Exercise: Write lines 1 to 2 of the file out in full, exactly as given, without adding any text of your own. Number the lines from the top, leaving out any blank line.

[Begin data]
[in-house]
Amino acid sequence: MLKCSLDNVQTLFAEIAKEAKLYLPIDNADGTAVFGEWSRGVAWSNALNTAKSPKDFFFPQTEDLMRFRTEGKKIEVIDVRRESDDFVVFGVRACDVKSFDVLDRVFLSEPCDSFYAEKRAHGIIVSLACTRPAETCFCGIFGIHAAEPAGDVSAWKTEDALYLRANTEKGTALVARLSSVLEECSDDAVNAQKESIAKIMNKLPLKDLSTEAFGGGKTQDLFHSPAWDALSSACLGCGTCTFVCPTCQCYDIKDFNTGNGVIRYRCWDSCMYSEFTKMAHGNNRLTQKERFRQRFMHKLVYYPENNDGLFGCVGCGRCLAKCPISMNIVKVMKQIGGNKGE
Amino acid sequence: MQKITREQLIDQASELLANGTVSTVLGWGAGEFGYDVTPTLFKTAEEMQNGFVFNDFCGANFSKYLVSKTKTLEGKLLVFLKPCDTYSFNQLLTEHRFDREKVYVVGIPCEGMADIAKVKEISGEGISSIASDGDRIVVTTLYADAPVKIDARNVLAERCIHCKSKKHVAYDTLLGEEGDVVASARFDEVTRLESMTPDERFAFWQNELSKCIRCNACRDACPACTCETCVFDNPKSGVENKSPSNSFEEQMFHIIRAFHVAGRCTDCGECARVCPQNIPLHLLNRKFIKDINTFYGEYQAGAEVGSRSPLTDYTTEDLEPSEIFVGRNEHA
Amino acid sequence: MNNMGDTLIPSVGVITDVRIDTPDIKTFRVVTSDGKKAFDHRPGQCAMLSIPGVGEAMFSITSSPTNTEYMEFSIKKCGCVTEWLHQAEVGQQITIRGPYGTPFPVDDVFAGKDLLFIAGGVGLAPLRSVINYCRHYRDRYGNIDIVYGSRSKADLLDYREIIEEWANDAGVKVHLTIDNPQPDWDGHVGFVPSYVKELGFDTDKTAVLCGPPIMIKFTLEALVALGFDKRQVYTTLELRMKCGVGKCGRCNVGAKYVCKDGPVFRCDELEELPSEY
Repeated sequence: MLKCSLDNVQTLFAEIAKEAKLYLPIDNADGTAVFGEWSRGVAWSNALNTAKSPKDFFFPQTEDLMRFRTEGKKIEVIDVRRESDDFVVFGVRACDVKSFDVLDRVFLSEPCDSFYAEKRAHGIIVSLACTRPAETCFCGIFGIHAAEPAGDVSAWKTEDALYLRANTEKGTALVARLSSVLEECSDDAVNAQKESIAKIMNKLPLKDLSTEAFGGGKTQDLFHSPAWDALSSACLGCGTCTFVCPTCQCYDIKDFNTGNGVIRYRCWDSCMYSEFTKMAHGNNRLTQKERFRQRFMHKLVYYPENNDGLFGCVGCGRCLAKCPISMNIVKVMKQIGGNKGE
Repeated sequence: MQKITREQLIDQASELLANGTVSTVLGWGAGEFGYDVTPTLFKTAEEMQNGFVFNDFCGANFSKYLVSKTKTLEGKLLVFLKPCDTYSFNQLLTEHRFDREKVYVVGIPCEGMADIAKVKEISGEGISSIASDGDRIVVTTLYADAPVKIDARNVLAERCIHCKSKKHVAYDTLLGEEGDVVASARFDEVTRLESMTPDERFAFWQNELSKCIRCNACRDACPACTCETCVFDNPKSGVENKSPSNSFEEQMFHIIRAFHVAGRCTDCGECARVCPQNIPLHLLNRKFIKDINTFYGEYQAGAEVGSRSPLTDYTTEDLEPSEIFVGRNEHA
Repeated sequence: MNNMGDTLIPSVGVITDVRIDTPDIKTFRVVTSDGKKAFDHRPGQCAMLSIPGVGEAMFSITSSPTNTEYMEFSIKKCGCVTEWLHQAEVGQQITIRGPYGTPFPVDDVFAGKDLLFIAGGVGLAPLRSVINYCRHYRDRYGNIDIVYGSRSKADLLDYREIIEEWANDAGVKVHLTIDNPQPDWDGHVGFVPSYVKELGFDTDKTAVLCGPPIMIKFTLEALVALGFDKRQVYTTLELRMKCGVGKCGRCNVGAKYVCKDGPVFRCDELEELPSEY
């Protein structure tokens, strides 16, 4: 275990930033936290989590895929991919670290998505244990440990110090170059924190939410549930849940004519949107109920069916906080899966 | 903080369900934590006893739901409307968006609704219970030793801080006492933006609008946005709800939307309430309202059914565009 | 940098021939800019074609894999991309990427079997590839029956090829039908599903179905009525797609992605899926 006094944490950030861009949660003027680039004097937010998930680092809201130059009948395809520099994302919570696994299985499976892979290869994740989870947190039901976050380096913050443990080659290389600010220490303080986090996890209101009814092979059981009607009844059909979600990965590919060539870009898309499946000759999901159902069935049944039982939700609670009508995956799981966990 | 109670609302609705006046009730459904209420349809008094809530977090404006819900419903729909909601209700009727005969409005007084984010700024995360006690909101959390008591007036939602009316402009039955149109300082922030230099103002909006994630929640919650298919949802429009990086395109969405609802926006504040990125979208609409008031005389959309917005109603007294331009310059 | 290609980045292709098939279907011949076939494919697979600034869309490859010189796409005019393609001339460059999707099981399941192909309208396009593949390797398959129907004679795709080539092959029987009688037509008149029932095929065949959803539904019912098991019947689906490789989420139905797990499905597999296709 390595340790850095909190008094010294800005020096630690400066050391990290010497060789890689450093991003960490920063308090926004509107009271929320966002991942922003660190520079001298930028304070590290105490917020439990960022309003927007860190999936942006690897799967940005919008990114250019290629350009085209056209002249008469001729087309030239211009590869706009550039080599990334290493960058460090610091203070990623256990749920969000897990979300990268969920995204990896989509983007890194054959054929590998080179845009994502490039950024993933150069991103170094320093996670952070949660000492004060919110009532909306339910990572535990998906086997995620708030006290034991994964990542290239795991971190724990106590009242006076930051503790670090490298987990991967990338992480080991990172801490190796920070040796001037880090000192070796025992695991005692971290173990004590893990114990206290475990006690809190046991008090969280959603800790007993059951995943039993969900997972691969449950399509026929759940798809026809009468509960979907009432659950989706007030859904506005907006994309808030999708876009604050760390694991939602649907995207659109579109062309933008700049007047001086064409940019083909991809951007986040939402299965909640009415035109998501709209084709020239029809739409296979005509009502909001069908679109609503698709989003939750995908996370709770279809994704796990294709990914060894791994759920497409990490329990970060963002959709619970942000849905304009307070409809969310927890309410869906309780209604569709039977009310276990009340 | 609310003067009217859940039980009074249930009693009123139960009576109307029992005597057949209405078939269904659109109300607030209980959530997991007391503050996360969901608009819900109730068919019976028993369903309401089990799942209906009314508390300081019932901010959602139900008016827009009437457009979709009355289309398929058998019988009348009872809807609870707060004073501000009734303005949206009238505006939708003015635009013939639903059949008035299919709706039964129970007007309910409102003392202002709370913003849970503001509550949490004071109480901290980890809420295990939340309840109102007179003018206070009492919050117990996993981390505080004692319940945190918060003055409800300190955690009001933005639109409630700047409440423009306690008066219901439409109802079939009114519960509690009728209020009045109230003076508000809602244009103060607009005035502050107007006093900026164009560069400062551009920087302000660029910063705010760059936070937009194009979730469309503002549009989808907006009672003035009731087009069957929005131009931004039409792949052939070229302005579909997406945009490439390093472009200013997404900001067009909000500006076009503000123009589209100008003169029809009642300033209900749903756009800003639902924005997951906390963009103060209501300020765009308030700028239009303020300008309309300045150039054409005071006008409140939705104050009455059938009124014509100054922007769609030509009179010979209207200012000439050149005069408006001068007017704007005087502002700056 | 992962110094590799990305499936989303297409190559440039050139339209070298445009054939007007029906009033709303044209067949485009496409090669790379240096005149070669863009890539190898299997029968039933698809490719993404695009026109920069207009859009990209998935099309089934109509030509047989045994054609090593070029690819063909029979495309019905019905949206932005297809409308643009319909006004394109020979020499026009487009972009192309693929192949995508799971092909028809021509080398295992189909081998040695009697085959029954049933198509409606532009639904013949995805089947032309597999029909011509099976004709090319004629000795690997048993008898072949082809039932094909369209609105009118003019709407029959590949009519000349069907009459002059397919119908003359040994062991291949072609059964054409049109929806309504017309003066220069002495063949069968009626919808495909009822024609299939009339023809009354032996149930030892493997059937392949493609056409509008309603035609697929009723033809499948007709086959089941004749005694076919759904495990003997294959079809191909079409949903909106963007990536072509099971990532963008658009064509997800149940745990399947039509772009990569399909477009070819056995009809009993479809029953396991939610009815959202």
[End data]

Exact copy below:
[in-house]
Amino acid sequence: MLKCSLDNVQTLFAEIAKEAKLYLPIDNADGTAVFGEWSRGVAWSNALNTAKSPKDFFFPQTEDLMRFRTEGKKIEVIDVRRESDDFVVFGVRACDVKSFDVLDRVFLSEPCDSFYAEKRAHGIIVSLACTRPAETCFCGIFGIHAAEPAGDVSAWKTEDALYLRANTEKGTALVARLSSVLEECSDDAVNAQKESIAKIMNKLPLKDLSTEAFGGGKTQDLFHSPAWDALSSACLGCGTCTFVCPTCQCYDIKDFNTGNGVIRYRCWDSCMYSEFTKMAHGNNRLTQKERFRQRFMHKLVYYPENNDGLFGCVGCGRCLAKCPISMNIVKVMKQIGGNKGE